for elite workers.  Intellectuals are no longer forced to solve the problem
at home - they can more easily escape.  Some of the colonial elites have
always been able to serve as local overseers for imperialist interests but
for those who are genuinely talented and find this kind of work distasteful
there are always contracts in the developed capitalist countries for
various software and computer hardware firms.

The deepening contraction of global capitalism combined with a genuine fear
of the destructive impact of the global climate change being driven by
human industrial activity will no doubt precipitate an increasing number of
scientifically trained intellectuals into the ranks of the broader
left.  We need to be ready to receive them.  And this brings me full circle
back to the opening of this rather far flung dissertation.  We won't do it
so well if we don't stay conscious of all the dimensions of our own

Stew S.

PS if some one finds these ideas outrageous, try holding your temper and
explain the concrete problems - somewhat in the manner of a journeyman
mechanic explaining the errors in diagnosis to an apprentice.  Keep an
educational tone.

PPS Please do not bother lecturing me about the necessity of winning the
workers and having working class based movement.  To me, this goes without
saying.  It just that after 25 years working medium and large unionized
factories it is clear to me that Lenin's essential thesis was correct - the
working class cannot produce produce a revolutionary leadership solely and
directly out of it's own ranks.  It requires a union of the best
intellectuals with the advanced workers to do that.  Furthermore that's
what most class conscious workers I've worked with expect and look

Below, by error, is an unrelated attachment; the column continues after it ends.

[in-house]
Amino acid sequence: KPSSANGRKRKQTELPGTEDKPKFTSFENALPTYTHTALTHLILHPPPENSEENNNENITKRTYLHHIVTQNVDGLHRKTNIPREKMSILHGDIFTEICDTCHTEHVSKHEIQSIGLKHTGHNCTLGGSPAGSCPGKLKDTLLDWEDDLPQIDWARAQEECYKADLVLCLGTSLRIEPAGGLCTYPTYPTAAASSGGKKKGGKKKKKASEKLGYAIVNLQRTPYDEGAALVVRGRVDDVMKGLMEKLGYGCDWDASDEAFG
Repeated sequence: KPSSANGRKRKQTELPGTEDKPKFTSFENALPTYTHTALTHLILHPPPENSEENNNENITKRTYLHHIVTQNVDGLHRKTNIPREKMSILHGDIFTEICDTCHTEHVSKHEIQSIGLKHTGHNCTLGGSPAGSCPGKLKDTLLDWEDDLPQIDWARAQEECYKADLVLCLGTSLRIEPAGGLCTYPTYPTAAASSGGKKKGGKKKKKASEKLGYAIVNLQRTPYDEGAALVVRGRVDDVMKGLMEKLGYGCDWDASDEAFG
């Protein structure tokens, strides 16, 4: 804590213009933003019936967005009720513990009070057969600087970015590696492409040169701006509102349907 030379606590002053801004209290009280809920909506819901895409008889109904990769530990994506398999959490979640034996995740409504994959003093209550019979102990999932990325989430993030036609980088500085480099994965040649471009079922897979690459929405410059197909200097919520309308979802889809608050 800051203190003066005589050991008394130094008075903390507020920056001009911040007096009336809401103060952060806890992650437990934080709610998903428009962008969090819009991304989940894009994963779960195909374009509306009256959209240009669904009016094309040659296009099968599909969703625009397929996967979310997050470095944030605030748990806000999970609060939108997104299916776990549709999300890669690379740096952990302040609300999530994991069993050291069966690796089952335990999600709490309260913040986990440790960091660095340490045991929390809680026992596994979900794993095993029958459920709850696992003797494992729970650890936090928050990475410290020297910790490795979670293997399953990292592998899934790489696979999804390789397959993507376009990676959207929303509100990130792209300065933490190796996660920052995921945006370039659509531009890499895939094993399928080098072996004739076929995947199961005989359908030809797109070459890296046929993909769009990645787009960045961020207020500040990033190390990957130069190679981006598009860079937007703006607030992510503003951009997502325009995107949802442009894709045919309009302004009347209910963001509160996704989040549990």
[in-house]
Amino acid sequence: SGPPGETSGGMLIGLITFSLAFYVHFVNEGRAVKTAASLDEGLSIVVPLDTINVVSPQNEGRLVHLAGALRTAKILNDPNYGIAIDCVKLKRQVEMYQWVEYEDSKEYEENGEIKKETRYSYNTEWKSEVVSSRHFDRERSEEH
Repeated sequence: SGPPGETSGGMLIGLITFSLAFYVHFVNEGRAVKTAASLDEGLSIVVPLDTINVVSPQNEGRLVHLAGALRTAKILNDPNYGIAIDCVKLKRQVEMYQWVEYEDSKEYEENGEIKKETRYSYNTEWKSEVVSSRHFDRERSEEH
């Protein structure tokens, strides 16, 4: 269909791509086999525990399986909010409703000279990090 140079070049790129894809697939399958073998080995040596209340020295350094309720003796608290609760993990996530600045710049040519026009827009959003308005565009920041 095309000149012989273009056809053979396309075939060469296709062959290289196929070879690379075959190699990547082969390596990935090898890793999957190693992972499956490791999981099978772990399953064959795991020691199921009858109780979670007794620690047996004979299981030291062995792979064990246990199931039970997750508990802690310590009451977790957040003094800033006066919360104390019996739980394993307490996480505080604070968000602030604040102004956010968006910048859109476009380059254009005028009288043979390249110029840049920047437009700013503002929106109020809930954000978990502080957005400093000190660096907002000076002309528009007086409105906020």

for.  Most are aware of their own inadequacy and want trained professionals
on their side.

>Date: Sun, 13 May 2001 11:15:46 +0800
>From: Greg Schofield <gschofield at>
>Subject: Re: finding the truth
>Here! Here!
>100% agreement in this and we do need to cut out a lot more static than is
>sometimes the case now. This contribution deserves serious and open replies
>- - clarity in discussions is a political question that needs to be redressed
>more than is always the case now.
>Greg Schofield
>Perth Australia
>At 09:09  12/05/01 -0400, you wrote:
> >posting messages is a strange sort of activity. If I begin a discussion, I
> >am addressing the community of list members. if I am responding to a
> >question someone else has posted, I am addressing that person, but the rest
> >of the community gets to hear what we are talking about. this relationship
> >confuses common notions about the separation between private and public. if
> >I don't like what someone else has said, I can try to convince them of my
> >point of view, and if I am criticized by someone on the list, I may get
> >defensive and try to prove them wrong. my point here is that we all learn
> >through participation in a collective discourse. sometimes people may just
> >be wrong. however, knowledge comes about through an exchange. one person
> >says something, and the next takes it to the next level. this is what I
> >would call a dialogue. now, in reality, things don't always work this well.
> >people sometimes talk at cross purposes. the result is noise or distortion.
> >and as we all know, some of us are not always perfectly rational in our
> >discourse. we become frustrated or impatient with the Other.
>End of marxism-digest V1 #3498

More information about the Marxism mailing list